Executive Committee

Grace BaranekGrace Baranek, Ph.D., OTR/L, FAOTA

Dr. Baranek is an adjunct professor at UNC and an associate dean, chair and professor at the USC Chan Division of Occupational Science and Occupational Therapy. As a part of PEARLS, she is the Principal Investigator of the Sensory Experiences Project funded by the National Institute of Child Health and Human Development, as well as the Early Development Project, a treatment study for infants at-risk for various developmental concerns including autism. She is also an investigator on several other grants, centers, and networks, and a fellow with the Frank Porter Graham Child Development Institute. Her program of research aims to unravel the nature of sensory processing impairments in young children and the effects of these impairments on social engagement and daily activities. This interdisciplinary translational research connects novel scientific discoveries to practical applications for clinical assessment and intervention. Her work demonstrates the importance of including sensory processing as well as social-communication risk factors for early identification of autism and related developmental disorders. She is a co-author of the First Year Inventory, a new screening tool for 12 month old infants. Dr. Baranek is the author of numerous journal articles and book chapters, and is an internationally recognized expert in her field. She has served as a consultant with the AOTA Children and Youth ad hoc work group, and the National Academy of Science and National Institutes of Health to evaluate evidence-based practices for children with autism. She is also involved in various training and teaching activities with interdisciplinary students in master’s, doctoral, and post-doctoral programs.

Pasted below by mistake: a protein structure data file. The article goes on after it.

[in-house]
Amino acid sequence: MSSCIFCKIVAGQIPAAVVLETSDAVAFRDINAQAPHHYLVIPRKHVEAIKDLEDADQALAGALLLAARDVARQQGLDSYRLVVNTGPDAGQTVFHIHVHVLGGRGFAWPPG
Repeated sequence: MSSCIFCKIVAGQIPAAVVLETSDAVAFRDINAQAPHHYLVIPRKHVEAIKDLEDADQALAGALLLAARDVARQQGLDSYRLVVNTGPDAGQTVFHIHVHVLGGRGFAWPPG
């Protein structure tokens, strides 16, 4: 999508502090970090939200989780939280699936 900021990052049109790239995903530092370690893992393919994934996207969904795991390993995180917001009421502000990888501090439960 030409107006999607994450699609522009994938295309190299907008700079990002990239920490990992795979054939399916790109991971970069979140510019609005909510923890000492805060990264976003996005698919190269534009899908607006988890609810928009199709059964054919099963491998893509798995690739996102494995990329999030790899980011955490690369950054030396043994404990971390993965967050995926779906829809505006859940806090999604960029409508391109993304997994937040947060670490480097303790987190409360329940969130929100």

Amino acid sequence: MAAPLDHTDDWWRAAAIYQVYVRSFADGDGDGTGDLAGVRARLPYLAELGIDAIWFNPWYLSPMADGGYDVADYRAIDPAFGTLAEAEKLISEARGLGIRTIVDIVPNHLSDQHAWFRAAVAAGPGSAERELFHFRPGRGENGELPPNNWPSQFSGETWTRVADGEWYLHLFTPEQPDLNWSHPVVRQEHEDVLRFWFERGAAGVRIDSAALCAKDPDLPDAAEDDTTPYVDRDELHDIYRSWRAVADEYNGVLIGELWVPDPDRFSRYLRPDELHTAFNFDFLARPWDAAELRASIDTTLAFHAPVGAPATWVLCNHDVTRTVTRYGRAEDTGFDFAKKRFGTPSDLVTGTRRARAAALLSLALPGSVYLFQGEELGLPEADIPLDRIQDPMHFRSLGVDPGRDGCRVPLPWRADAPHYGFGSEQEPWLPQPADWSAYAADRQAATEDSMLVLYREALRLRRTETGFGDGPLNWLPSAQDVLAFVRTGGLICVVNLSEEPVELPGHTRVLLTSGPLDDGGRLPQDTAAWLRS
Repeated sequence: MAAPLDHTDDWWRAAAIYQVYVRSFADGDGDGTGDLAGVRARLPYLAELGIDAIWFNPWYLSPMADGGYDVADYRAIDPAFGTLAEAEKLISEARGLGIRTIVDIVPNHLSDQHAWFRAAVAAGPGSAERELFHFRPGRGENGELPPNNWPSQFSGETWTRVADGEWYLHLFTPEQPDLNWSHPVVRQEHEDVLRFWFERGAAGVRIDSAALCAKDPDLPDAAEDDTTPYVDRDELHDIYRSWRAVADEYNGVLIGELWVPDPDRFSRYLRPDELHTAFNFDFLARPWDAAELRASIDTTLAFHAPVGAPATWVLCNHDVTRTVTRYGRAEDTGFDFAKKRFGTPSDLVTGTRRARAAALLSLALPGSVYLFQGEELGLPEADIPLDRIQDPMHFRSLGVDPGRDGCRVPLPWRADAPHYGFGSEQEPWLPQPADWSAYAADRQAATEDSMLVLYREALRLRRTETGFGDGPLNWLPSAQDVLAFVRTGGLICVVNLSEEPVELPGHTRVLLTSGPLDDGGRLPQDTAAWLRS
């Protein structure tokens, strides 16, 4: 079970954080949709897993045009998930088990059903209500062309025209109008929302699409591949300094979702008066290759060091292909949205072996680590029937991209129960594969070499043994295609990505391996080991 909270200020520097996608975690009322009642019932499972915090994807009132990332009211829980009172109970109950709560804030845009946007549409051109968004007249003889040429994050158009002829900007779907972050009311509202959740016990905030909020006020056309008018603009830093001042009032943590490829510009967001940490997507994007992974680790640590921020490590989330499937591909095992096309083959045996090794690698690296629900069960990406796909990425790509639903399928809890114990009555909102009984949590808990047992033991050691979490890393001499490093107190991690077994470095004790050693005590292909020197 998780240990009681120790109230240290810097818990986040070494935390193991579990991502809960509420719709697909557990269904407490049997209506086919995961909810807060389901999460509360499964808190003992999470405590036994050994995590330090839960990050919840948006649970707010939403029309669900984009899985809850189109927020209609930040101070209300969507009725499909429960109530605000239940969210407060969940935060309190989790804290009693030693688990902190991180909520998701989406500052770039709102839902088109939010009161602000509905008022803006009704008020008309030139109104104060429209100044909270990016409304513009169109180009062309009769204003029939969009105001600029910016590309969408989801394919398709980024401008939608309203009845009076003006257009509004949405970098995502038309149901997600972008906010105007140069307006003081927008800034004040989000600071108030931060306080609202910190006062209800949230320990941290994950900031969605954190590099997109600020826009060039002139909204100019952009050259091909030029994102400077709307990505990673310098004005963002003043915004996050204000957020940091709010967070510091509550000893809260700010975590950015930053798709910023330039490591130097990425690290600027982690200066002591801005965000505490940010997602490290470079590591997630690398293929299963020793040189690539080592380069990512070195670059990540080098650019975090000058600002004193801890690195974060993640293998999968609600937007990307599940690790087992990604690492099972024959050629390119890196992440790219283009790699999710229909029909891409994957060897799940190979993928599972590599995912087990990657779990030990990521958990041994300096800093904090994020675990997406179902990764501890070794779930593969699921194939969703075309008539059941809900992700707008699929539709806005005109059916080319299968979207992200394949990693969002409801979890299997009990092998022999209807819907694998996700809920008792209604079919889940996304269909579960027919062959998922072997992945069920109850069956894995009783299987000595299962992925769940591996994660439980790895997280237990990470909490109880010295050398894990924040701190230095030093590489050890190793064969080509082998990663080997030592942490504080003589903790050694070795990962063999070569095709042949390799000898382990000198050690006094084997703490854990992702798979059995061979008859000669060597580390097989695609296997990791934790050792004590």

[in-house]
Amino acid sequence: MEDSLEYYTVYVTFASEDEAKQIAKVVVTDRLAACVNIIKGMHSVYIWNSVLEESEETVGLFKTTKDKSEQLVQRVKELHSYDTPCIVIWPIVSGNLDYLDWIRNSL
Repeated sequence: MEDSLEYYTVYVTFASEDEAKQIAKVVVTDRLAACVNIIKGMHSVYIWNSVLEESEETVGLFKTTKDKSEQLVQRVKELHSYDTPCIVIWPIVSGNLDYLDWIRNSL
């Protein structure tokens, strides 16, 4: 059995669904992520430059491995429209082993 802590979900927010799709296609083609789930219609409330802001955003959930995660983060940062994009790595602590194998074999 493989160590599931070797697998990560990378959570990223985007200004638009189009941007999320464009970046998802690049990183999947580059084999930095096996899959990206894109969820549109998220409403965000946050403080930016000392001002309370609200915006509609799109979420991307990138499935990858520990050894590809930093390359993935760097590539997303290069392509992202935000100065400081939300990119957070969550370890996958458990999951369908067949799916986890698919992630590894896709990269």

Linda WatsonLinda Watson, Ed.D., CCC-SLP

Dr. Linda Watson is on the faculty in the Division of Speech and Hearing Sciences at the University of North Carolina at Chapel Hill. As a part of PEARLS, Dr. Watson is the Principal Investigator of the Early Development Project-2, which is testing the efficacy of a parent-mediated intervention called Adapted Responsive Teaching for one-year-olds identified as being at-risk for autism or other developmental disabilities. She also serves as the site Principal Investigator for the Useful Speech Study, a longitudinal investigation of variables predicting speech and language outcomes for young children with autism who enter the study with few or no meaningful words. For approximately 17 years Dr. Watson was primarily involved in educational or clinical services for children with autism and their families, and these experiences serve as the foundation for her current research interests and activities. She is involved with a number of collaborative research projects with other PEARLS researchers to study early development, screening, and intervention with children with autism. Dr. Watson also mentors graduate students with an interest in autism research, teaches an interdisciplinary autism research seminar, and provides continuing education presentations for professionals working with young children with autism at the local, state, and national levels. She is an author on a number of publications related to young children with autism and other disabilities.

Betsy CraisElizabeth Crais, Ph.D.